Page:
Lonnie Robinson fell on hard times in the early 80s with drugs and alcohol. Addiction kept him out of college for decades, and he found himself living under a bridge. During the day, Robinson found solace at a Miami Dade College library in Liberty City, where a reading program changed the future course of his life. He graduated from the college in 2009 with a bachelor's degree in criminal justice.
"No other college would accept me," said Robinson, who’s 59. Today, Robinson visits the same library daily, where he hopes to mentor and inspire younger students.
Ruth Morris's experiences as an immigration beat reporter have colored her vision of what it means to transition from immigrant to American. She tells WLRN that an unlikely event renewed her faith in what it means to be an American and the opportunity it provides.
Immigration officials say there is an often an increase in the number of people applying for U.S. citizenship before a presidential election.
Former Under the Sun producer Ruth Morris is one of those immigrants who wants to become a citizen. For three years, Morris covered South Florida immigration, a beat that can earn you a slew of angry emails. It can also make you cynical, according to Morris. Some of her readers got angry when she used the term “undocumented workers.” They preferred “illegal aliens.”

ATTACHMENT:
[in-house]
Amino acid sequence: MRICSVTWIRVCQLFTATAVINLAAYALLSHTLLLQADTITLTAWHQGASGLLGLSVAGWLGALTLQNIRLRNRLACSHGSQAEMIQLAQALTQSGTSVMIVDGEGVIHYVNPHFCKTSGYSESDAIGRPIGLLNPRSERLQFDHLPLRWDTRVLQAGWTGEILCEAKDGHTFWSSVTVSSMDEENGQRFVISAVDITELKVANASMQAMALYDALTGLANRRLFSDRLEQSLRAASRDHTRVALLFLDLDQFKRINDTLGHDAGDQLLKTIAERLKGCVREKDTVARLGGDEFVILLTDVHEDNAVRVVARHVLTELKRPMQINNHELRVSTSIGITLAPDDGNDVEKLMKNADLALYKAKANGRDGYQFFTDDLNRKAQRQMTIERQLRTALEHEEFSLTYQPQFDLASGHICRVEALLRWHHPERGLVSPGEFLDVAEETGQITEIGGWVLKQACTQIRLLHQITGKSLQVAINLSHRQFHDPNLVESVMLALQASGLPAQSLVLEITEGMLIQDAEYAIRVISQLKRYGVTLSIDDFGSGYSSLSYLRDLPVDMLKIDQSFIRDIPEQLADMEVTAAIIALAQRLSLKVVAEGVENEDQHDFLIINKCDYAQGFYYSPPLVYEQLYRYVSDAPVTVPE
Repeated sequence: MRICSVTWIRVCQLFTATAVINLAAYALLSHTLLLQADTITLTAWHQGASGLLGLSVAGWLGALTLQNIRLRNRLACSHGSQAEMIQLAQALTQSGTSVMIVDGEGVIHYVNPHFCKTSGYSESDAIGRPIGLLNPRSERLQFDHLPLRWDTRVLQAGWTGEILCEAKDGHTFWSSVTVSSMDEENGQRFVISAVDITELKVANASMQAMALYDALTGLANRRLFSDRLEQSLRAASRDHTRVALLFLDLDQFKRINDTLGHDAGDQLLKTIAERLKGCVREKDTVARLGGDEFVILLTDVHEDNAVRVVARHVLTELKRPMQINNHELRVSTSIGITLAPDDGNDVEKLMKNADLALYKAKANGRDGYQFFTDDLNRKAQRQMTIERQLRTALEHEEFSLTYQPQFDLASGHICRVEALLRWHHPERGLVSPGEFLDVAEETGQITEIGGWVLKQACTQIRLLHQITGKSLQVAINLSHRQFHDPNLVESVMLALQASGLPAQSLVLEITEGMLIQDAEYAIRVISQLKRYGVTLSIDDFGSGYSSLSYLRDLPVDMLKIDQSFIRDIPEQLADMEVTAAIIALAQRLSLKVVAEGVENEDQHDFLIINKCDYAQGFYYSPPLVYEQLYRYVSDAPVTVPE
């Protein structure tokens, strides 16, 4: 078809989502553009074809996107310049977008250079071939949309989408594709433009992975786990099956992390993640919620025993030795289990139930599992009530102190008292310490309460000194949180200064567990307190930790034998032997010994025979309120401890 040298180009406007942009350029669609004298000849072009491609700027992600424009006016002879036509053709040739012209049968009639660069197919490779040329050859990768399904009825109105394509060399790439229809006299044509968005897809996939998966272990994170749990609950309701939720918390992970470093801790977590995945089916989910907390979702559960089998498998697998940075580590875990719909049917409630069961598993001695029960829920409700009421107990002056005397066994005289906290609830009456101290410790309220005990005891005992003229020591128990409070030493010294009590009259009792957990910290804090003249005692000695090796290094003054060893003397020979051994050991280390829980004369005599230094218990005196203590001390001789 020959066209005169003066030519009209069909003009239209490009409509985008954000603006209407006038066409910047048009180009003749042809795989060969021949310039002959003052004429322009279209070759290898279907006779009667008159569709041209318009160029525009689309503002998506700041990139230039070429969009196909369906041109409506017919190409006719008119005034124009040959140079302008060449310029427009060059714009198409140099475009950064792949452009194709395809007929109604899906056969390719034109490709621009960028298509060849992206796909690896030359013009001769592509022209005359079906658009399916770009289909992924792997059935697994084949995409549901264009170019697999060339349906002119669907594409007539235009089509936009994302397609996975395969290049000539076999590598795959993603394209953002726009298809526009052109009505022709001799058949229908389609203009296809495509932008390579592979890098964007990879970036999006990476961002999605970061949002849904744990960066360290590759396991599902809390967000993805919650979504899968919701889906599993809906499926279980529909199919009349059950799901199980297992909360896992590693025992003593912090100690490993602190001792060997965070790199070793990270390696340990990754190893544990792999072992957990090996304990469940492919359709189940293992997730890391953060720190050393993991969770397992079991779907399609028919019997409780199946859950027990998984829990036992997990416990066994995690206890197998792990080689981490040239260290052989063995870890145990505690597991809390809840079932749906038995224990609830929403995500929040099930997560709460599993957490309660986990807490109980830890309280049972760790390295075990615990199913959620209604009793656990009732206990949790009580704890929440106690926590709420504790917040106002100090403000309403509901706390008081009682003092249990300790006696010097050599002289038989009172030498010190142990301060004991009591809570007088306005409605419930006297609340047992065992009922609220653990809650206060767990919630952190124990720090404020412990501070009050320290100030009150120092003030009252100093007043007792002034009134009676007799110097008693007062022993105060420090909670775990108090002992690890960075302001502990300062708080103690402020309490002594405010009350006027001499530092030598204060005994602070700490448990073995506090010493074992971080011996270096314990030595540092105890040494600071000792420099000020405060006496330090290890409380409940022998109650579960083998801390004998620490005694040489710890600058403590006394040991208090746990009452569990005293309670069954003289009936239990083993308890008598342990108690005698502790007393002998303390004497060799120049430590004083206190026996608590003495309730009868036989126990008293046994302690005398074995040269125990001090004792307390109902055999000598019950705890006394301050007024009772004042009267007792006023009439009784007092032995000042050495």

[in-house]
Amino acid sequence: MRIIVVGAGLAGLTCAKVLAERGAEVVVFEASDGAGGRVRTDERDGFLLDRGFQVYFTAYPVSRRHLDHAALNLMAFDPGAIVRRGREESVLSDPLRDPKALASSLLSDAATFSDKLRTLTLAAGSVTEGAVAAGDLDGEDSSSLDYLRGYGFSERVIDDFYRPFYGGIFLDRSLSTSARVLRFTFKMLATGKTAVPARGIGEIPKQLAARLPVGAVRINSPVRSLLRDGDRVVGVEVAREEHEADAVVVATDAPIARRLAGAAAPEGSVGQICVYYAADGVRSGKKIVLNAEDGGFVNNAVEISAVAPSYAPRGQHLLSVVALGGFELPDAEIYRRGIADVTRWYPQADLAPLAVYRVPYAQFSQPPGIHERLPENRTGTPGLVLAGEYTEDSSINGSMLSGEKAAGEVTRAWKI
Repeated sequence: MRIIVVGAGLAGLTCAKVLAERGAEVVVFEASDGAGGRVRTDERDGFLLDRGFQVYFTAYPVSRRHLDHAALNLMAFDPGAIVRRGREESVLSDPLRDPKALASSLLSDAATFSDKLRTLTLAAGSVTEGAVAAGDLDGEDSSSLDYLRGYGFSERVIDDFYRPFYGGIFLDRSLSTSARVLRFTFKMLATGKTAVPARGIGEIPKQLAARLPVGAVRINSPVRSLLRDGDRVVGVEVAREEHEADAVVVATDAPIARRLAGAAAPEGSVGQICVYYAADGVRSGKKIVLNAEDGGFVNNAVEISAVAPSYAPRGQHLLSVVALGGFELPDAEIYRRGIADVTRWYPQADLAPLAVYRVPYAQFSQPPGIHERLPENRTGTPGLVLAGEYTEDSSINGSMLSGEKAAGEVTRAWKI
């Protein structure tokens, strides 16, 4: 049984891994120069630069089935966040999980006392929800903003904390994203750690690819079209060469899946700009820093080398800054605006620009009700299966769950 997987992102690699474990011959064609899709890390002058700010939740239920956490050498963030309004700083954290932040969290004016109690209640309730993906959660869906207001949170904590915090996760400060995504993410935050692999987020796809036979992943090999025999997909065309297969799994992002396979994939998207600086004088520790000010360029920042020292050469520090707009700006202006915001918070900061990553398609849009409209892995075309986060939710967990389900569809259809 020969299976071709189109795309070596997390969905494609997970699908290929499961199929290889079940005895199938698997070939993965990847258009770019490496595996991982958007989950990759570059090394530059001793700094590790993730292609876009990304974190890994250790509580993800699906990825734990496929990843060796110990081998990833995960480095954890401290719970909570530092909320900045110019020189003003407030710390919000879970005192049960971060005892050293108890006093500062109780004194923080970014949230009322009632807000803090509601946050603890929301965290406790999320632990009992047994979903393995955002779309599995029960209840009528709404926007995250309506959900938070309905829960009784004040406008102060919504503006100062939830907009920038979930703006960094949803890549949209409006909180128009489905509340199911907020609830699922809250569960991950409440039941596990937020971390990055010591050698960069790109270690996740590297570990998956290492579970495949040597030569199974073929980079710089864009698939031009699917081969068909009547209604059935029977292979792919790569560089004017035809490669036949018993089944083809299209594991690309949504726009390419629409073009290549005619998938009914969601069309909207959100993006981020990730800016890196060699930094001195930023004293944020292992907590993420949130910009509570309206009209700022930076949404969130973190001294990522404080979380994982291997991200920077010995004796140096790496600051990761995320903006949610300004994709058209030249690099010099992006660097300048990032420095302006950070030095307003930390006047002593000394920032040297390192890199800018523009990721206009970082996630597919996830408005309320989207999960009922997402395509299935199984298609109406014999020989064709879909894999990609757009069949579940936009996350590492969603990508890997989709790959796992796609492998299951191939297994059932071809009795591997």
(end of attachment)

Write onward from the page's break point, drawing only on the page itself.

More than two dozen states are expected to adopt new national science education standards that include teaching children as young as elementary school about the effects of climate change. Florida was not among the 26 states that helped to "provide leadership" during the development stage of the Next Generation Science Standards, and it is unclear if it is among the roughly 15 states "that have indicated they may accept them," according to Inside Climate News.
“It’s great public policy. It empowers families. It empowers parents, gives them the choices that they need,” Weatherford told StateImpact Florida. “It engages them in the education of their children.”
This past Christmas I flew to Tegucigalpa, Honduras, to visit my family. The last time I had been to Tegucigalpa was in 2002, so I boarded the plane with conflicting emotions -- excitement about seeing my family and fear about the flight.
In 2004, I survived a plane crash. For years I could not board a plane without first taking a handful of Xanax and then disassociating. After years of working with a therapist who specializes in Post Traumatic Stress Disorder, I have arrived at the point where I can fly without the aid of chemicals or mind-body trickery.